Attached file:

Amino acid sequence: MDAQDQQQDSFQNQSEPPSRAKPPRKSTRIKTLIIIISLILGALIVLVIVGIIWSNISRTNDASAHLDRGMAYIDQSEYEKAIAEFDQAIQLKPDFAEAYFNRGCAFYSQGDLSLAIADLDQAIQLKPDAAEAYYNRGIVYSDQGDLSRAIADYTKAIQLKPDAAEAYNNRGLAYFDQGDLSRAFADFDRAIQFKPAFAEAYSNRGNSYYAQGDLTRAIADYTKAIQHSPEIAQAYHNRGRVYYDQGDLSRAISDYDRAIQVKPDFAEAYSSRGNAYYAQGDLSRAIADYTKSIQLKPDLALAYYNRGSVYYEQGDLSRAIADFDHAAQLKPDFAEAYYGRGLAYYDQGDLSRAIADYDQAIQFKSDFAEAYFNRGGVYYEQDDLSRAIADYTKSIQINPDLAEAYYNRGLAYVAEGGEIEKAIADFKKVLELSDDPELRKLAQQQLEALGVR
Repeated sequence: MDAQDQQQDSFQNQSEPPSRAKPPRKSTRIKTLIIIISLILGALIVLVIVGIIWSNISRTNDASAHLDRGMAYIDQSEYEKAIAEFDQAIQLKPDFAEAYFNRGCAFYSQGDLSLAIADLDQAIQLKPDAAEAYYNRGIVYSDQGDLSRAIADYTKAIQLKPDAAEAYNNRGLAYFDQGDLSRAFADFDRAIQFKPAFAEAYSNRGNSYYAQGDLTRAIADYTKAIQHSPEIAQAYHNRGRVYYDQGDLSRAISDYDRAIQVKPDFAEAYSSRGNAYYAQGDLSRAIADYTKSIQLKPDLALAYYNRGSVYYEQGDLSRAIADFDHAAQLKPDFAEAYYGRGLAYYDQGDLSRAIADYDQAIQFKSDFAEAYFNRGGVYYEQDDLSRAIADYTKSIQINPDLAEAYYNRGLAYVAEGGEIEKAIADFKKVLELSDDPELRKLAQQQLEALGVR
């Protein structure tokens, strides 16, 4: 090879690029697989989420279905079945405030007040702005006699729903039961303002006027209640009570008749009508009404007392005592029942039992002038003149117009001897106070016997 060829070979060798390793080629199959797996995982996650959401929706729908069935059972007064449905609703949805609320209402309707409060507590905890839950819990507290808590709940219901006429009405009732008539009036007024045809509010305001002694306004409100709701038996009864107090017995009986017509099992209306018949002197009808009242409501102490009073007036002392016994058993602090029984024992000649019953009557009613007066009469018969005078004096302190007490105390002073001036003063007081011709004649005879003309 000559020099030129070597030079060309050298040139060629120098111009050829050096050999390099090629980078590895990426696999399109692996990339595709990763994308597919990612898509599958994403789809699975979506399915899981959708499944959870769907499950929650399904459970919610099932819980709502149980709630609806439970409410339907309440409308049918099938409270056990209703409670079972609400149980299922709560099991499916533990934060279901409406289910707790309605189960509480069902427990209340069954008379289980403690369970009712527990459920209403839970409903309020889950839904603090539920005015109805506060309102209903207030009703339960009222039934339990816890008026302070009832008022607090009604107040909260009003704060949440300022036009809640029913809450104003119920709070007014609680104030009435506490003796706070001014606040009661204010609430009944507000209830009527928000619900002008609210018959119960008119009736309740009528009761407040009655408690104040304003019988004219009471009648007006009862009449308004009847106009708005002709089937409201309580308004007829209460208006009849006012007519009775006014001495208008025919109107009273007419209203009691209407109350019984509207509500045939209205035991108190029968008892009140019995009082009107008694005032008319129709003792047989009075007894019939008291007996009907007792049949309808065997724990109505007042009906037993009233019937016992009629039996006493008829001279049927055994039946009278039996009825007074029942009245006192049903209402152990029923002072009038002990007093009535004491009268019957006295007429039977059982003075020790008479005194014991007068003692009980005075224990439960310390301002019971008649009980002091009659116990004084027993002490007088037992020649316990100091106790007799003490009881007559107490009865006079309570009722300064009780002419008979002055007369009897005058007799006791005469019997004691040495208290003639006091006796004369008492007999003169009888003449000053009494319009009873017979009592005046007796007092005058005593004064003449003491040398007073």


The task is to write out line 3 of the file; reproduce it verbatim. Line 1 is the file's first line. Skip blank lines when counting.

């Protein structure tokens, strides 16, 4: 090879690029697989989420279905079945405030007040702005006699729903039961303002006027209640009570008749009508009404007392005592029942039992002038003149117009001897106070016997 060829070979060798390793080629199959797996995982996650959401929706729908069935059972007064449905609703949805609320209402309707409060507590905890839950819990507290808590709940219901006429009405009732008539009036007024045809509010305001002694306004409100709701038996009864107090017995009986017509099992209306018949002197009808009242409501102490009073007036002392016994058993602090029984024992000649019953009557009613007066009469018969005078004096302190007490105390002073001036003063007081011709004649005879003309 000559020099030129070597030079060309050298040139060629120098111009050829050096050999390099090629980078590895990426696999399109692996990339595709990763994308597919990612898509599958994403789809699975979506399915899981959708499944959870769907499950929650399904459970919610099932819980709502149980709630609806439970409410339907309440409308049918099938409270056990209703409670079972609400149980299922709560099991499916533990934060279901409406289910707790309605189960509480069902427990209340069954008379289980403690369970009712527990459920209403839970409903309020889950839904603090539920005015109805506060309102209903207030009703339960009222039934339990816890008026302070009832008022607090009604107040909260009003704060949440300022036009809640029913809450104003119920709070007014609680104030009435506490003796706070001014606040009661204010609430009944507000209830009527928000619900002008609210018959119960008119009736309740009528009761407040009655408690104040304003019988004219009471009648007006009862009449308004009847106009708005002709089937409201309580308004007829209460208006009849006012007519009775006014001495208008025919109107009273007419209203009691209407109350019984509207509500045939209205035991108190029968008892009140019995009082009107008694005032008319129709003792047989009075007894019939008291007996009907007792049949309808065997724990109505007042009906037993009233019937016992009629039996006493008829001279049927055994039946009278039996009825007074029942009245006192049903209402152990029923002072009038002990007093009535004491009268019957006295007429039977059982003075020790008479005194014991007068003692009980005075224990439960310390301002019971008649009980002091009659116990004084027993002490007088037992020649316990100091106790007799003490009881007559107490009865006079309570009722300064009780002419008979002055007369009897005058007799006791005469019997004691040495208290003639006091006796004369008492007999003169009888003449000053009494319009009873017979009592005046007796007092005058005593004064003449003491040398007073």